Snake Pose - Sarpasana

Snake Pose - YanvaYoga


Snake Pose or Sarpasana (sar-PAH-sah-nah) is derived from two Sanskrit terms ‘sarpam’, which means snake, and ‘asana’ which means posture. The physical body in this posture is a close resemblance of a snake, hence the name.

Snake Pose unlike Cobra Pose (Bhujangasana), is an unsupported backbend, making it a challenging one for the core (abs) and lower back. This prone practice initially may seem hard on the back and lower abdomen, but with intelligent use of the pelvis, psoas, chest, and gluteus, the torso can be lifted to go gently in a backbend. The use of the arms with the engaging of the triceps and biceps keeps the body stable and in balance. In addition, the arms and shoulders help open the chest keeping the breathing process deep and slow, thereby supporting the body to remain stable, balancing on the upper thighs and pelvis.

Step-by-Step Instructions

Step 1
Lay down on your belly (in what's called prone position) with your forehead flat to the mat.
Step 2
Clasp your hands together behind you, just above your tailbone.
Step 3
Point your toes and press the feet and heels together. Subtly take the inner thighs towards the sky. Lift your kneecaps to engage your quad muscles. Create one long, tight "tail" behind you.
Step 4
Press the tops of the feet down into the mat.
Step 5
Take a deep inhale and lift your head, chest, shoulders, and abdomen off the mat.
Step 6
Contract the back muscles and energetically send your clasped knuckles towards your feet.
Step 7
Simultaneously, push the energy through your sternum (or breastbone) forward to fully open the chest.
Step 8
Release your shoulders down your back, away from your ears.
Step 9
Hold for 8 breaths, or as long as feels comfortable.
Step 10
Slowly lower vertebra by vertebra.

Benefits and Contraindications


Opens the chest and lungs

Gently stretches the shoulders

Strengthens the back

Improves posture


Stomach ulcer


High blood pressure

Photo poses in different angles

Modifications, Props and Tips

  • Beginners due to a stiffened shoulder might be having difficulty in grasping the hand behind the body. So, by grabbing a rope or strap in a clasped fist, one can reach each other or by sliding the fist to the middle. However, regular practice gradually releases the stiffness from the shoulder.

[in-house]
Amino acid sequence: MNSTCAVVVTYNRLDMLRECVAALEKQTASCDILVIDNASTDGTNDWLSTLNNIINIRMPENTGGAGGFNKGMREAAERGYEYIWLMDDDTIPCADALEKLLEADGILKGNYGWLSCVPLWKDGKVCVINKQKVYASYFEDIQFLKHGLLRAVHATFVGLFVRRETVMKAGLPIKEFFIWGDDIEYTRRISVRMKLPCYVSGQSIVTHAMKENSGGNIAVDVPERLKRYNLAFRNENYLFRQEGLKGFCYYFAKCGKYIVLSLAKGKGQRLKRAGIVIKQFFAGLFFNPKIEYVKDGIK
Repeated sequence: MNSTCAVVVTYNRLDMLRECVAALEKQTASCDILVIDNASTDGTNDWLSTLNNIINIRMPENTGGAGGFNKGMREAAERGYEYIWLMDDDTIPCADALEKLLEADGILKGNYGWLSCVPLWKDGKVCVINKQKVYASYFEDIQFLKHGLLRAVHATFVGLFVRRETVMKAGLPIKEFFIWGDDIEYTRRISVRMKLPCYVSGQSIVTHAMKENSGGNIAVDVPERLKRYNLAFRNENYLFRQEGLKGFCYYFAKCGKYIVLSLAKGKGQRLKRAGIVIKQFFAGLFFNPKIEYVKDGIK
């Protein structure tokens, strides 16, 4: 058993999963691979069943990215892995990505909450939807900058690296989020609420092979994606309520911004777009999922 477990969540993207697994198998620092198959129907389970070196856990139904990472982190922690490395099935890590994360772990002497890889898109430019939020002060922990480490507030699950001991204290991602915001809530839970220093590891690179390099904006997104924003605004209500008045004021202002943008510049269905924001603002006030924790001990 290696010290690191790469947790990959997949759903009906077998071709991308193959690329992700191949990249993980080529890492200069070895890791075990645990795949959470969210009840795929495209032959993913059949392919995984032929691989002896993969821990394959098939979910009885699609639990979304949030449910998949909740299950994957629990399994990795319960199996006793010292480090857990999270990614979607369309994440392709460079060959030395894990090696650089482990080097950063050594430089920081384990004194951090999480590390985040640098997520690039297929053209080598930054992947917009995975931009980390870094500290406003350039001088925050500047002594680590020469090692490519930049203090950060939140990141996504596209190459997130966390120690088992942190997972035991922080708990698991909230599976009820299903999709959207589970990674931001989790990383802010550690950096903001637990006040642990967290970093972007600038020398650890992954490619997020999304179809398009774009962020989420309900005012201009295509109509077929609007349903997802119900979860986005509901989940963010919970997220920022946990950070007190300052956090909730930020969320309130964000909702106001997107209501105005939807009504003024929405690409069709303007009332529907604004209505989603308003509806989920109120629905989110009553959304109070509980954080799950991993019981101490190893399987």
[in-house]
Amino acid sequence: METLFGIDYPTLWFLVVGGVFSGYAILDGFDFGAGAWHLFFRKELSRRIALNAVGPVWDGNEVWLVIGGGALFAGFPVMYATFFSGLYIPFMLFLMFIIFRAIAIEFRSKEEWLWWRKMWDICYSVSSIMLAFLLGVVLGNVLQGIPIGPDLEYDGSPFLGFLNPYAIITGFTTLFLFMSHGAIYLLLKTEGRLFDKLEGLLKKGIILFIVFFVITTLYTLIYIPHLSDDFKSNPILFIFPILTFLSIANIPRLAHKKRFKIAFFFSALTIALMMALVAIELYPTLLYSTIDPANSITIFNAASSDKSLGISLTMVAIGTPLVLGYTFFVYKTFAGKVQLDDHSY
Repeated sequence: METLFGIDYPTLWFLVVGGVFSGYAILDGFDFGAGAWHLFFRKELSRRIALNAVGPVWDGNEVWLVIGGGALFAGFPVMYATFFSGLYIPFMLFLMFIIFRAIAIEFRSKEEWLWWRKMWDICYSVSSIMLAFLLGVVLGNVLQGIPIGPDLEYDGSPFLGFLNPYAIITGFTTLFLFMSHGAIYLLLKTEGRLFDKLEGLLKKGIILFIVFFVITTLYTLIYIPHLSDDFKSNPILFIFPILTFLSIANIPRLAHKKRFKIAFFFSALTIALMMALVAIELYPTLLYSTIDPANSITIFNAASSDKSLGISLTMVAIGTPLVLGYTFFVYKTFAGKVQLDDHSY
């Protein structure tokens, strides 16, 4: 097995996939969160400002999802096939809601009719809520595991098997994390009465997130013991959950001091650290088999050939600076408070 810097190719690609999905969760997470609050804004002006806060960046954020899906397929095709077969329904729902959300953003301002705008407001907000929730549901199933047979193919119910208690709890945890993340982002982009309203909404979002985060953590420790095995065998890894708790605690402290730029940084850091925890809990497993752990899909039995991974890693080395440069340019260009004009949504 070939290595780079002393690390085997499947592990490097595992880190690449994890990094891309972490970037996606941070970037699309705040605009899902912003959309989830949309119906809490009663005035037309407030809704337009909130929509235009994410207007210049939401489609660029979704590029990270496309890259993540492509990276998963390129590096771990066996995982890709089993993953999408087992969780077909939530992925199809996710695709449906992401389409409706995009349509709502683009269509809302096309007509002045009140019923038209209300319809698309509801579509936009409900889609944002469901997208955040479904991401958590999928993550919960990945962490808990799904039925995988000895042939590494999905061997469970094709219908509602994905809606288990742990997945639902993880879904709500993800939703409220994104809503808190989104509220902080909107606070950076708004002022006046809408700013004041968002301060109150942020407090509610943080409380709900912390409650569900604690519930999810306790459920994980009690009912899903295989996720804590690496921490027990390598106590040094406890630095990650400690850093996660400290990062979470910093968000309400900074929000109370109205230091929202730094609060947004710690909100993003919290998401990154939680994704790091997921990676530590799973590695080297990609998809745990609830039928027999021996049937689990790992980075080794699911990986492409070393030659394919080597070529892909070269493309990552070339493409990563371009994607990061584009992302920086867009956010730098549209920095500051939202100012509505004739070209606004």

• Weak core muscles and lack of spinal flexibility make it harder to lift off the torso from the floor. So, beginners can rest their torso against the wall and can turn their head to either side with hands beside the waist. This will establish flexibility in the spine and stretch the core as well.
  • Practitioners find difficulty in keeping the final pose due to pressure on the abdomen. It makes snake pose uncomfortable in breathing. They place a pillow or bolster under their floating ribs. This will distribute the weight of the torso on the entire props and assist in breathing during the practice.


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Iana Varshavska
Iana Varshavska
Website administrator

A digital marketer in love with yoga and everything that goes along with it. In 2021, her huge passion for yoga led her to yoga teacher trainings. After successfully completing her studies, Iana received her Yoga Alliance U.S. certification, left the corporate IT world and devoted herself to the development of Yanva. To be able to create the best online yoga space for yoga enthusiasts like her, Iana is constantly learning and improving her skills in various aspects of yoga philosophy, anatomy and biomechanics. Since 2021, she has continued to attend various types of teacher training, including yoga therapy, gives online and offline classes, and conducts local workshops for people who want to learn more about yoga. At the moment, Iana continues to work on her personal practice, improving her hand balancing skills, as well as developing her own training programs.